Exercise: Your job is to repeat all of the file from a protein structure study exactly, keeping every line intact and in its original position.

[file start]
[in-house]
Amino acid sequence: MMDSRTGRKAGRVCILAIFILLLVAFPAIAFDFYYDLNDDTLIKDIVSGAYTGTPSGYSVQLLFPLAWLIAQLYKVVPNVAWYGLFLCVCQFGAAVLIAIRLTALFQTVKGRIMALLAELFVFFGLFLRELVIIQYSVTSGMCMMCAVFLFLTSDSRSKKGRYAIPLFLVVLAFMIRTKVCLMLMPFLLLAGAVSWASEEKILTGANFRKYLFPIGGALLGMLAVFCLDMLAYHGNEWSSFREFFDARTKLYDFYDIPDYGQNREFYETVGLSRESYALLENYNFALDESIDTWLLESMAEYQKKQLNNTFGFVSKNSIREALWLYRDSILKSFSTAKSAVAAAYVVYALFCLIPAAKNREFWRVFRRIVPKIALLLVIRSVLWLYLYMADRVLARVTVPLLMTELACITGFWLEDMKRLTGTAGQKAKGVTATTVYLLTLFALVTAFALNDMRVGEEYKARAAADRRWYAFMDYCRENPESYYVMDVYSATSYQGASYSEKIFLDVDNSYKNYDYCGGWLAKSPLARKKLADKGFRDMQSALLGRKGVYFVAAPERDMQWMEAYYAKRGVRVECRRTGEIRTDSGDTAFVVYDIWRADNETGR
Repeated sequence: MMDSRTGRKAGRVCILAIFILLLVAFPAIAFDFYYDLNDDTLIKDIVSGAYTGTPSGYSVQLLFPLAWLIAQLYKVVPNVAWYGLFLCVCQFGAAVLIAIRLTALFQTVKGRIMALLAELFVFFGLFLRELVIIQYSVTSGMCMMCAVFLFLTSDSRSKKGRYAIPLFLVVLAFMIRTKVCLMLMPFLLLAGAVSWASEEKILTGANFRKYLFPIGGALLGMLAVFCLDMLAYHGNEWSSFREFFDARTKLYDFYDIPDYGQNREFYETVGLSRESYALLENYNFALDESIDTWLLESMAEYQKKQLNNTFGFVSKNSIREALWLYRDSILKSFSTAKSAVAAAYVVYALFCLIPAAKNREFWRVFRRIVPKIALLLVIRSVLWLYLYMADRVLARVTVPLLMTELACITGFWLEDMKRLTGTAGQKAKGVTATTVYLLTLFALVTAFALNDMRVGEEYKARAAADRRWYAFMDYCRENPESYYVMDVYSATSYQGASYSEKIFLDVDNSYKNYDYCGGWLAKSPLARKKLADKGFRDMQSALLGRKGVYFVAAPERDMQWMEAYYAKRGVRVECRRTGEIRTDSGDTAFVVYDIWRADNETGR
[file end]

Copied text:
[in-house]
Amino acid sequence: MMDSRTGRKAGRVCILAIFILLLVAFPAIAFDFYYDLNDDTLIKDIVSGAYTGTPSGYSVQLLFPLAWLIAQLYKVVPNVAWYGLFLCVCQFGAAVLIAIRLTALFQTVKGRIMALLAELFVFFGLFLRELVIIQYSVTSGMCMMCAVFLFLTSDSRSKKGRYAIPLFLVVLAFMIRTKVCLMLMPFLLLAGAVSWASEEKILTGANFRKYLFPIGGALLGMLAVFCLDMLAYHGNEWSSFREFFDARTKLYDFYDIPDYGQNREFYETVGLSRESYALLENYNFALDESIDTWLLESMAEYQKKQLNNTFGFVSKNSIREALWLYRDSILKSFSTAKSAVAAAYVVYALFCLIPAAKNREFWRVFRRIVPKIALLLVIRSVLWLYLYMADRVLARVTVPLLMTELACITGFWLEDMKRLTGTAGQKAKGVTATTVYLLTLFALVTAFALNDMRVGEEYKARAAADRRWYAFMDYCRENPESYYVMDVYSATSYQGASYSEKIFLDVDNSYKNYDYCGGWLAKSPLARKKLADKGFRDMQSALLGRKGVYFVAAPERDMQWMEAYYAKRGVRVECRRTGEIRTDSGDTAFVVYDIWRADNETGR
Repeated sequence: MMDSRTGRKAGRVCILAIFILLLVAFPAIAFDFYYDLNDDTLIKDIVSGAYTGTPSGYSVQLLFPLAWLIAQLYKVVPNVAWYGLFLCVCQFGAAVLIAIRLTALFQTVKGRIMALLAELFVFFGLFLRELVIIQYSVTSGMCMMCAVFLFLTSDSRSKKGRYAIPLFLVVLAFMIRTKVCLMLMPFLLLAGAVSWASEEKILTGANFRKYLFPIGGALLGMLAVFCLDMLAYHGNEWSSFREFFDARTKLYDFYDIPDYGQNREFYETVGLSRESYALLENYNFALDESIDTWLLESMAEYQKKQLNNTFGFVSKNSIREALWLYRDSILKSFSTAKSAVAAAYVVYALFCLIPAAKNREFWRVFRRIVPKIALLLVIRSVLWLYLYMADRVLARVTVPLLMTELACITGFWLEDMKRLTGTAGQKAKGVTATTVYLLTLFALVTAFALNDMRVGEEYKARAAADRRWYAFMDYCRENPESYYVMDVYSATSYQGASYSEKIFLDVDNSYKNYDYCGGWLAKSPLARKKLADKGFRDMQSALLGRKGVYFVAAPERDMQWMEAYYAKRGVRVECRRTGEIRTDSGDTAFVVYDIWRADNETGR